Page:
With the Ukraine war entering its third month, Russia has now unleashed shells that spew razor-sharp, inch-long projectiles, known as flechettes (French for “little arrows”). These explosives were widely used during World War I by Allied Forces to attack enemy soldiers.
According to a CNN report, the small nail-shaped projectiles can be seen dispersed across gardens and firmly lodged in the walls of houses in the city of Irpin.
“You can’t take them out with your hands, you need pliers,” Klimashevsky, a local Ukrainian resident, told CNN, pointing to dart shells attached to the wall.
Following the Russian soldiers’ withdrawal from the towns and villages north of Kyiv that they had captured in March, evidence emerged indicating they had used these munitions during their assault, the report claimed.
Irpin, a Kyiv suburb, apparently isn’t the only site where that evidence has surfaced. It was previously reported that the darts were discovered in the bodies of those killed in the Kyiv suburb of Bucha. However, it was assumed to be an isolated incident at the time.
Weapons experts who examined images of metal arrows found in the victims from Bucha established that they were fléchettes. Russian artillery supposedly fired fléchette rounds a few days before they departed from the area at the end of March.
Tank or field gun shells commonly contain these tiny metal arrows. 8,000 flechettes can be stored in each shell. After being discharged, shells go off when a timed fuse detonates and explodes above the ground.
Flechettes are 3-4 cm in length and capable of penetrating headgear. They are released from the shell when it explodes in the air and disperses in a 300 m wide and 100 m long arch.
After placing the 500 flechettes in their box, the operator merely had to pull a chain to activate this fatal weapon. A single box of flechettes, according to reports, may cover 500 square yards.
The dart can lose its stiffness and bends into a hook when it collides with a victim’s body, while the arrow’s back, which is made up of four fins, usually breaks away, producing a second wound. This weapon is also described as an aerial dart or arrow; however, it is nothing like either of those weapons; it is not as feeble as an arrow and far more potent than a dart.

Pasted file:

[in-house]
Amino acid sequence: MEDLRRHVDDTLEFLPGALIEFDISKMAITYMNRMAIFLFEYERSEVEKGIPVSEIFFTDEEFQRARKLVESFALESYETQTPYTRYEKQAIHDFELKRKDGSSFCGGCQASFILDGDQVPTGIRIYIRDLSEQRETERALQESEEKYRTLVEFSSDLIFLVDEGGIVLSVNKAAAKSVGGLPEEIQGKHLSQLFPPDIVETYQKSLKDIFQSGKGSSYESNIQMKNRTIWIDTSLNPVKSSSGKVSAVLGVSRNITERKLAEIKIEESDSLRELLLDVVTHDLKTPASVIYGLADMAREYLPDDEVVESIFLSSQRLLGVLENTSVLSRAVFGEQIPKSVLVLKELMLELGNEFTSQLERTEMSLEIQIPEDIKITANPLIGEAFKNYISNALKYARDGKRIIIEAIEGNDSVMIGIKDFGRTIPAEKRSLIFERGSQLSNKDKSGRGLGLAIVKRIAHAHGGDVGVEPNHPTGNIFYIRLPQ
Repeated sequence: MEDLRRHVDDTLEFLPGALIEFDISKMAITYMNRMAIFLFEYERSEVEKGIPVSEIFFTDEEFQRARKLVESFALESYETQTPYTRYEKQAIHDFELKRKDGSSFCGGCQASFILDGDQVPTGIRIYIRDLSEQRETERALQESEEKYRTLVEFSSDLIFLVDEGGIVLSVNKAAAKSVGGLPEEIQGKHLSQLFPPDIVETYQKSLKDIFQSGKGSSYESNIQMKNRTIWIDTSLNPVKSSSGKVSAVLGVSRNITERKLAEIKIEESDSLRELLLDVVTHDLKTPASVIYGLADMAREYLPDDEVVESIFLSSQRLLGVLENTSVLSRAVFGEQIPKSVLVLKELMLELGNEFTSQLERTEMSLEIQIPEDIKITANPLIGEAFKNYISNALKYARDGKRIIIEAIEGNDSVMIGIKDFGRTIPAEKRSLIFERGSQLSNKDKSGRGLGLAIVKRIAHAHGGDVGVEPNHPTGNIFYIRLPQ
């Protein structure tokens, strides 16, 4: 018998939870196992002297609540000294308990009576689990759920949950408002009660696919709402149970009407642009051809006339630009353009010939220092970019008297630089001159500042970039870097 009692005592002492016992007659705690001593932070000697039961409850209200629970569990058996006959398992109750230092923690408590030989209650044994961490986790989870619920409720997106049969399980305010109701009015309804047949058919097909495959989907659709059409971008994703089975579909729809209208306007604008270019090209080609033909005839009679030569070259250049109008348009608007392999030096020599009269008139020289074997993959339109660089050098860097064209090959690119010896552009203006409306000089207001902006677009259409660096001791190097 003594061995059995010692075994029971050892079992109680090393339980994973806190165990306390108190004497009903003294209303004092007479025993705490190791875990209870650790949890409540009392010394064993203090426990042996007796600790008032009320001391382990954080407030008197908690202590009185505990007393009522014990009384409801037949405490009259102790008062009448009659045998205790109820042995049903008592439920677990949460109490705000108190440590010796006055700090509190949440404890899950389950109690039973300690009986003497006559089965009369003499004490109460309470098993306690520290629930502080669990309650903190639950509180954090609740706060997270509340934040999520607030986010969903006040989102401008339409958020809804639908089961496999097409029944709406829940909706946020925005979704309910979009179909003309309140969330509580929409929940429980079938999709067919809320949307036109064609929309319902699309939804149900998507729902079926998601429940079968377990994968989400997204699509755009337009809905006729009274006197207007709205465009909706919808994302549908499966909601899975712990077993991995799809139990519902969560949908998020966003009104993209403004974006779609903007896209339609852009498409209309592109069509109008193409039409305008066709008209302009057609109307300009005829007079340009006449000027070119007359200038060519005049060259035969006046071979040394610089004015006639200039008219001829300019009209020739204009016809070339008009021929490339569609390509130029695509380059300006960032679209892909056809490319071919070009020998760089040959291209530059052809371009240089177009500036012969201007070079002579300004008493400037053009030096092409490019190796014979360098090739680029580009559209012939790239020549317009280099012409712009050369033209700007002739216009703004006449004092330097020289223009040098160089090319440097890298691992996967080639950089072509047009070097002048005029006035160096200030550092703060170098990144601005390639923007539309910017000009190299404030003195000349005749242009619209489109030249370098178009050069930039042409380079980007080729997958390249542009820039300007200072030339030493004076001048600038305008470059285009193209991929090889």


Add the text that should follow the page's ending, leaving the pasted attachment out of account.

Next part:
Although the use of munitions is not banned by international law, human rights organizations have long advocated for their prohibition. Nonetheless, the use of inaccurate lethal weapons in densely populated civilian areas is illegal under humanitarian law.
History Of The Flechette
Since World War I, flechettes have been utilized as ballistic weapons. The fatal metal darts could pierce helmets and be dropped by then-novel warplanes to strike infantry.
They were not frequently used during World War II, but they reappeared during the Vietnam War when the US deployed a variant of fléchette payload packed into plastic cups.
In the 1950s, the United States adopted a new, more lethal shape known as Lazy Dog. A 225kg bomb exploded to release over 10,000 projectiles, each 44mm long.
They appeared to have bullet-like strength and, at around 9 knocks per square meter, had a good probability of killing anyone in the proximity. Unlike the other explosives, the Lazy Dog made very little noise other than the patter of metal rain.
In Vietnam, America also used artillery-fired flechettes, which were termed “Beehive rounds” due to the darts’ ringing. They could be assembled to rapidly disintegrate after leaving the barrel of a gun, transforming it into a huge shotgun.
In the early 2000s, an Israeli human-rights organization attempted but failed to ban the deployment of flechettes in the occupied West Bank. In March 2008, Fadel Shana, a Reuters journalist, was gunned dead by fléchettes allegedly launched by an Israeli military system.